In the early 1960s, specifically between June 14, 1962, and January 4, 1964, thirteen women in Boston, Massachusetts, were found dead, presumably murdered by a vicious serial killer. All of these women were murdered in their own residences, and were strangled with articles of clothing that belonged to the victims. This is a detailed reenactment of the killings and subsequent investigation.
Reaction & Thoughts:
“We’ve got a full-blown maniac on our hands.”
Expertly constructed, The Boston Strangler is the kind of thriller capable of sending shivers down the spine while keeping the audience on the edge of their seats. Although not as good as David Fincher’s Se7en (1995) or Zodiac (2007), this serial killer movie has a contemporary feeling to it that will delight many fans of the genre.
Based on Gerold Frank’s true-crime book, which provided an in-depth look into the police investigation that led to the capture of the vicious killer dubbed “The Boston Strangler,” this suspenseful and crafty thriller is one of the very first Hollywood productions that contains frank conversations about sex, rape, homosexuality, etc.
The script is credited to Oscar-winning writer Edward Anhalt (The Young Lions and Becket), who stays somewhat close to the events that occurred during a two-year period, in which the police desperately looked for the person responsible for a series of murders that sent the public into collective hysteria on the East Coast during the ’60s.
Director Richard Fleischer’s (Soylent Green) work is creative and precise. Fleischer deftly uses the then innovative split-screen technique — the cinematography is by Richard H. Kline, Robert Wise’s Star Trek: The Motion Picture) — an effect achieved by an especially designed matte process and multiple exposures.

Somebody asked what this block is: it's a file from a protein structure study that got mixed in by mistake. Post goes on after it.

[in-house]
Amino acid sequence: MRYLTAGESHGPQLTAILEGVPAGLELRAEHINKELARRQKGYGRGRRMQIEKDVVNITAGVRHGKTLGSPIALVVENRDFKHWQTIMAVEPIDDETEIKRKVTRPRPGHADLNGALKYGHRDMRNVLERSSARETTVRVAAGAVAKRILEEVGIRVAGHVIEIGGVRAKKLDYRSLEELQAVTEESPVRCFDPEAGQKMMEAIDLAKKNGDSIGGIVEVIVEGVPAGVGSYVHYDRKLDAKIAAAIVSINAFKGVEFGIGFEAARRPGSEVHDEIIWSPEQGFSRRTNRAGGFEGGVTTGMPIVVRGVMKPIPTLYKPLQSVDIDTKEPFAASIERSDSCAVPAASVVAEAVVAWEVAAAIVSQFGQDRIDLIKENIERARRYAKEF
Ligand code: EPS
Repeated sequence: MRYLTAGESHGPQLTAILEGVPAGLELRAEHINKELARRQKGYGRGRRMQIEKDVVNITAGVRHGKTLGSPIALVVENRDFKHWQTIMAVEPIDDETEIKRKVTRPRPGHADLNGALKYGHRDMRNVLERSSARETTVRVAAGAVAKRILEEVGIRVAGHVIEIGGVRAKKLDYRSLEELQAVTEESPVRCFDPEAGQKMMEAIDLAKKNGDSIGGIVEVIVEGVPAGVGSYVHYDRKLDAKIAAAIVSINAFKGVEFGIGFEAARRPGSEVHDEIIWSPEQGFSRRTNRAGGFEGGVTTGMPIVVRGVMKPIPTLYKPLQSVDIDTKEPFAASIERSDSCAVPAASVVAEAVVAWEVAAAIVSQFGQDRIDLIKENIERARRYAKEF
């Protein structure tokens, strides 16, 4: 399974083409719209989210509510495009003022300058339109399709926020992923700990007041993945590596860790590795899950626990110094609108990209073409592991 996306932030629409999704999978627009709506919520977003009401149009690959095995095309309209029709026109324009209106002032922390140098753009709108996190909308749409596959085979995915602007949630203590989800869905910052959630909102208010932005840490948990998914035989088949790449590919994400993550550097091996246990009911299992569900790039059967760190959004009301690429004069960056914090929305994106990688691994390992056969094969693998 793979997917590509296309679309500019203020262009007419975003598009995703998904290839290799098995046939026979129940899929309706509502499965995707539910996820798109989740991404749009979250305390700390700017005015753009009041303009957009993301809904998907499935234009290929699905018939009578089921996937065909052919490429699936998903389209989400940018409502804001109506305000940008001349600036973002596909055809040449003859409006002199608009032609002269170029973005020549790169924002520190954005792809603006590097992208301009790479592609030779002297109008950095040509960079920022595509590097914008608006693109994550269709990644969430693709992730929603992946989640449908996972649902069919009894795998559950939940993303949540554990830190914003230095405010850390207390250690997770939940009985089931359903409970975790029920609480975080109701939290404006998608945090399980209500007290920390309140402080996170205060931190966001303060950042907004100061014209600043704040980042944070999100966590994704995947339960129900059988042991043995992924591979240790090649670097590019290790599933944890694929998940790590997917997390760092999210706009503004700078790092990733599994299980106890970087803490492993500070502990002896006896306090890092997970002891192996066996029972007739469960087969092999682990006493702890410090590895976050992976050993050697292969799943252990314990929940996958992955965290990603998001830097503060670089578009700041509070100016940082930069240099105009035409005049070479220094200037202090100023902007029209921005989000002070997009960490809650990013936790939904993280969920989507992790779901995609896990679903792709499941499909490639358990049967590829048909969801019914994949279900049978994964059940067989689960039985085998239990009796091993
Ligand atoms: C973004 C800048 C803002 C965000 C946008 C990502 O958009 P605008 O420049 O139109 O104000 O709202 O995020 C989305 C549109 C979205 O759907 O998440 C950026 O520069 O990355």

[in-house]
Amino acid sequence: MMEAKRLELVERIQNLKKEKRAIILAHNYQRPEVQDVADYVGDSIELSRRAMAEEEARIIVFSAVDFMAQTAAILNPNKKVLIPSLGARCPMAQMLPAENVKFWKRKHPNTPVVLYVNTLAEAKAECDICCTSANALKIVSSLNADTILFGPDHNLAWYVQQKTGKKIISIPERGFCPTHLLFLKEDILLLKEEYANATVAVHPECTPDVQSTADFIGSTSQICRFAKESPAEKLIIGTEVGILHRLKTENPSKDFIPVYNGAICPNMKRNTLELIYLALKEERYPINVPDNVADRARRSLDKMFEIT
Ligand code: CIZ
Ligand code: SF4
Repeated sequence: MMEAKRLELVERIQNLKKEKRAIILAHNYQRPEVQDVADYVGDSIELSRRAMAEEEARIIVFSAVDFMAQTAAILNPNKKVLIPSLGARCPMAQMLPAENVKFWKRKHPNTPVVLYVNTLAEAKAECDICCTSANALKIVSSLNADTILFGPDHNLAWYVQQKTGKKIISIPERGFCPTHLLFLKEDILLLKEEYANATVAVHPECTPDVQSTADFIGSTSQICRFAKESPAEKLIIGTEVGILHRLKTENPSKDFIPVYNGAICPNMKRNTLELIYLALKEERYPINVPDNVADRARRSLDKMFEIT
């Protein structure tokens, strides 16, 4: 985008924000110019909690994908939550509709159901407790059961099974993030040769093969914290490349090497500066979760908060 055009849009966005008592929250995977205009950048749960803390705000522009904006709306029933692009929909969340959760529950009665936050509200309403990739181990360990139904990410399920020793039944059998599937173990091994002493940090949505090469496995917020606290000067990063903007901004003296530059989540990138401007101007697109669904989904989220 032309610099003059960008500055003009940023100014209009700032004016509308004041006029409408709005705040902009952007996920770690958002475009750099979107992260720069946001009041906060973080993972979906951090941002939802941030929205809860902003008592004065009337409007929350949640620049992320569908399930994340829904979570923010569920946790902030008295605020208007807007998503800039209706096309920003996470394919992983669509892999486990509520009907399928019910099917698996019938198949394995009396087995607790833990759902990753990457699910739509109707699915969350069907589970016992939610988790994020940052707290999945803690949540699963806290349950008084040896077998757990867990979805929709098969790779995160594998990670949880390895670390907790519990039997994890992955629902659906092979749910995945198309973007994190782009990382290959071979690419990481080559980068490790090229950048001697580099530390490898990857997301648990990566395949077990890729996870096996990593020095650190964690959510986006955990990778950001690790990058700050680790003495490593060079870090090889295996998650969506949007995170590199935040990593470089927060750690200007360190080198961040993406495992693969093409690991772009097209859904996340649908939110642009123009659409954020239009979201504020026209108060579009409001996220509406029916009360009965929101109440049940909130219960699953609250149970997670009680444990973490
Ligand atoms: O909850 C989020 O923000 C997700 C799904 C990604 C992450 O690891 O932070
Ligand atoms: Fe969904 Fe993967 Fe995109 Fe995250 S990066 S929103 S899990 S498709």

Without a doubt, this visually arresting technique enhances the overall suspenseful atmosphere that Fleischer and Kline attempt to convey, allowing the viewer to watch a particular sequence from different points of view. The split-screen technique used for the film is essential for the overall impact of many important scenes.
Tony Curtis (The Defiant Ones) is surprisingly great in the title role. Wearing a fake rubber nose and downplaying his natural good looks, Curtis creates a frightening, quite accurate psychological portrait of a murderous sociopath — his performance here is on par with other, more famous psychotic turns like Anthony Perkins’s Norman Bates (Psycho) and Anthony Hopkins’s Dr. Lecter (Silence of the Lambs).
Curtis is supported by an excellent cast: Henry Fonda (Mister Roberts), George Kennedy (Cool Hand Luke), William Marshall (Blacula), Sally Kellerman (M*A*S*H), William Hickey (Prizzi’s Honor), James Brolin (The Amityville Horror), and Murray Hamilton (Jaws). Hurd Hatfield (The Picture of Dorian Gray) has a small role as a gay artist, and this might be a first for Hollywood: a gay man plays a gay man.
Conclusions & Final Thoughts:
Although The Boston Strangler is a visually stimulating film, most of its effectiveness is due to Tony Curtis’s no holds-barred performance as the man identified with committing the gruesome crimes, Albert De Salvo. Curtis, a very underrated actor throughout his career, gives the performance of a lifetime, conveying ideas and emotions with subtle mannerisms. Highly recommended! Color, 115 minutes, Rated R.